A spicy floral Oriental with incredible tenacity and projection, Secret of Venus strikes me as unmistakably vintage in style, complexity and forthrightness. It might as well come with its own mink stole, cigarette holder and silk charmeuse evening gown, it's so bold and in-your-face. (See smoldering wild child Tallulah Bankhead to your left.)
There's a lot of conflicting information about Secret of Venus, in part because there are perfume and bath oil iterations (I have the oil), as well as Secret of Venus-branded Antilope (1935) and Zibeline (1927) perfumes, just to name a couple.
Why it would be "branded" Secret of Venus is confusing to me, considering the umbrella-brand is, in fact, Weil, a company that started out as furriers in 1898 and introduced perfumes in 1927 made to perfume furs. Zibeline, for example, was marketed as "strictly an odor for furs" and boasted its ability to get rid of a fur's stale smell without damaging it. (I have some vintage Zibeline and recall not liking it, but for the sake of being comprehensive and to contrast it with Secret of Venus which it's often confused/conflated with, I'll compare notes in my next post.)
But onto the perfume. Secret of Venus bath oil (dark and viscous as cough syrup) opens with symphonic herbaceousness, moves into a lush, spicy floral heart, and rests on a velvety, sumptuous Oriental base of sandalwood, amber, musk, honey and tonka. Its drydown is an irresistible mix of sweet, balsam-powdery softness, vanilla-amber creaminess, and incensy-spice. SofV is a little like Le Numéro Cinq (1925) and Coty's Styx (1911) in style and personality, if a bit sweeter. There was even a kind of vegetal-vetiver-salt note in the drydown, as if Secret of Venus needed any more complexity. In other words, this perfume doesn't let up!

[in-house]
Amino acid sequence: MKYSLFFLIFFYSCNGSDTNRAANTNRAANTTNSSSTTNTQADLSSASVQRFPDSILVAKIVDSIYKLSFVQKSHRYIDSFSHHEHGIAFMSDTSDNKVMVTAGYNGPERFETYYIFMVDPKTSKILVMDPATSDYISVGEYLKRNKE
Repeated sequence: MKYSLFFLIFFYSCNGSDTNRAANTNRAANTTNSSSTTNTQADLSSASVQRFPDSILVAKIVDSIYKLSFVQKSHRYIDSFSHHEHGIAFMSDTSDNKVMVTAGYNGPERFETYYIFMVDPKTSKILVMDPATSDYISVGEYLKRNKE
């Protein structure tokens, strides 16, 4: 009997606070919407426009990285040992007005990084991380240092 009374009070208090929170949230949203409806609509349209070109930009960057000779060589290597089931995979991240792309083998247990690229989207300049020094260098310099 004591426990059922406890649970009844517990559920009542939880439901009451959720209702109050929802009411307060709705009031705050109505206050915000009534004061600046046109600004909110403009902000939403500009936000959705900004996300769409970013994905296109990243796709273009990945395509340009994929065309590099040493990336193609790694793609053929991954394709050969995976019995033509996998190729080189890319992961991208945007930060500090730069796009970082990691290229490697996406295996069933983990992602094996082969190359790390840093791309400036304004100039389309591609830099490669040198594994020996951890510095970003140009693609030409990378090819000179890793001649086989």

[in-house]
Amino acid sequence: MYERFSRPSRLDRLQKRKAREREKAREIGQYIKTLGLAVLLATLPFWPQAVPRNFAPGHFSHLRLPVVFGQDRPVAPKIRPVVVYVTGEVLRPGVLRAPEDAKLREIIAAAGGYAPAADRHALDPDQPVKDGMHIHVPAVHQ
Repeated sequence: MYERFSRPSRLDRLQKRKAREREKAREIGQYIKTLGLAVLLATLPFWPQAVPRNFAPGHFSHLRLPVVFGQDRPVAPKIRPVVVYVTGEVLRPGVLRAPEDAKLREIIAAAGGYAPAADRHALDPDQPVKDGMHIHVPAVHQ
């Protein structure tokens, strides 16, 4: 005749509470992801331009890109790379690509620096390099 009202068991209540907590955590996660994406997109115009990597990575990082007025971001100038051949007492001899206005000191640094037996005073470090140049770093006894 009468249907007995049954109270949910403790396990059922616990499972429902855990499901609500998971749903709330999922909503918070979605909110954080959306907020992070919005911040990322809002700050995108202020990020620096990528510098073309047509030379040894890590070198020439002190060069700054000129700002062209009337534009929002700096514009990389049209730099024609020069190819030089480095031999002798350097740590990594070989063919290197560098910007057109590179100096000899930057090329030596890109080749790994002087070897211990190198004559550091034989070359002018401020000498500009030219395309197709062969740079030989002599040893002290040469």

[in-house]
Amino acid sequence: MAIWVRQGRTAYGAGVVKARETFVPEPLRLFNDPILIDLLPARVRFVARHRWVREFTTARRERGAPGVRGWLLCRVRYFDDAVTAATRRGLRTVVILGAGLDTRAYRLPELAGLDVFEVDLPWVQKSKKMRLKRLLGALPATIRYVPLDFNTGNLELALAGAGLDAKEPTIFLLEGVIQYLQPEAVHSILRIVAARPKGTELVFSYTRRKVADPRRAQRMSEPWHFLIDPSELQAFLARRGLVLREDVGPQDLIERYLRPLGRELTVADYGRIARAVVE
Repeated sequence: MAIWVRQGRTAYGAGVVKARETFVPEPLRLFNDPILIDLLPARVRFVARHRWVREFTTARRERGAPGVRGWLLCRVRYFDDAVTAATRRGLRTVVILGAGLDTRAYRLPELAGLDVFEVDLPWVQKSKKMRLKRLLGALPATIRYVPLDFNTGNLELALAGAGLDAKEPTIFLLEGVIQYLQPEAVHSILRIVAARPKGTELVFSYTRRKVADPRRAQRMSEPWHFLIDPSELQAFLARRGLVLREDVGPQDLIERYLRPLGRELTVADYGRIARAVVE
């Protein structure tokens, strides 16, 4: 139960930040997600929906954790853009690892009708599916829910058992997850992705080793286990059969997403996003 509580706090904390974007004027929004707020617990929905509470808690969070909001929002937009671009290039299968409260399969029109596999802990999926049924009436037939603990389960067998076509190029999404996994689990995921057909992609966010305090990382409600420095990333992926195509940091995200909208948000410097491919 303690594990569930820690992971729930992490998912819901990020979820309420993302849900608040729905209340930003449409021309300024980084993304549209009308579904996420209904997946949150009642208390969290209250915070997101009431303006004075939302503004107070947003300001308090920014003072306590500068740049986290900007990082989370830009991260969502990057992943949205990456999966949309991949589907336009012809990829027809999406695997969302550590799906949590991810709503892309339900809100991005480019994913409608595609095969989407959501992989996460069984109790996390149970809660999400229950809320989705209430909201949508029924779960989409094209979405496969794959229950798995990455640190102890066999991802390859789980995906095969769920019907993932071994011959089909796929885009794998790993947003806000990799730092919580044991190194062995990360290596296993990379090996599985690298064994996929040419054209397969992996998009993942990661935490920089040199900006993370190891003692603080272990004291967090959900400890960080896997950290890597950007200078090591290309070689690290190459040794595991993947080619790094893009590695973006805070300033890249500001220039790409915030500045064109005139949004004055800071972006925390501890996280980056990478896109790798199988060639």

Top notes: aldehydes, bergamot, lemon, coriander, tarragon (maybe lavender?)
Heart notes: rose, jasmine, lily of the valley, ylang-ylang, orris, gardenia
Base notes: vetiver, civet, sandal, amber, musk, honey, Tonka (maybe patchouli?) Notes from The Scented Salamander
The first time I took a whiff, SofV did that animalic/raunchy lurch that tends to mean that civet is prowling around, but it could just be a really animalic musk. Ironic that a perfume in a line meant to hide the smell of the animal in fur can't resist throwing some animal back into the perfume. (No word in my searches that Secret of Venus was meant for anything but a woman's skin.)
In notes I took when I was "reading" the perfume, I wrote, "Is the secret of Secret of Venus...almond oil?" It has that nougaty/nutty center that's redolent of toasted almonds, but perhaps this is the marriage of facets from the florals and ambery base.
Warm and sexy in a retro way, Secret of Venus is a must-smell vintage. Be prepared to have people in other rooms ask what it is you have on (it projects that far!) and to be able to smell its spicy shadow on your skin a good twenty hours later...
My vintage sample of Secret of Venus courtesy of The Miniature Perfume Shoppe.
If you can afford it, a pristine 1 oz. bottle (the image above) of Secret of Venus is on eBay for five days, with a starting bid (gulp) of $195. Yikes.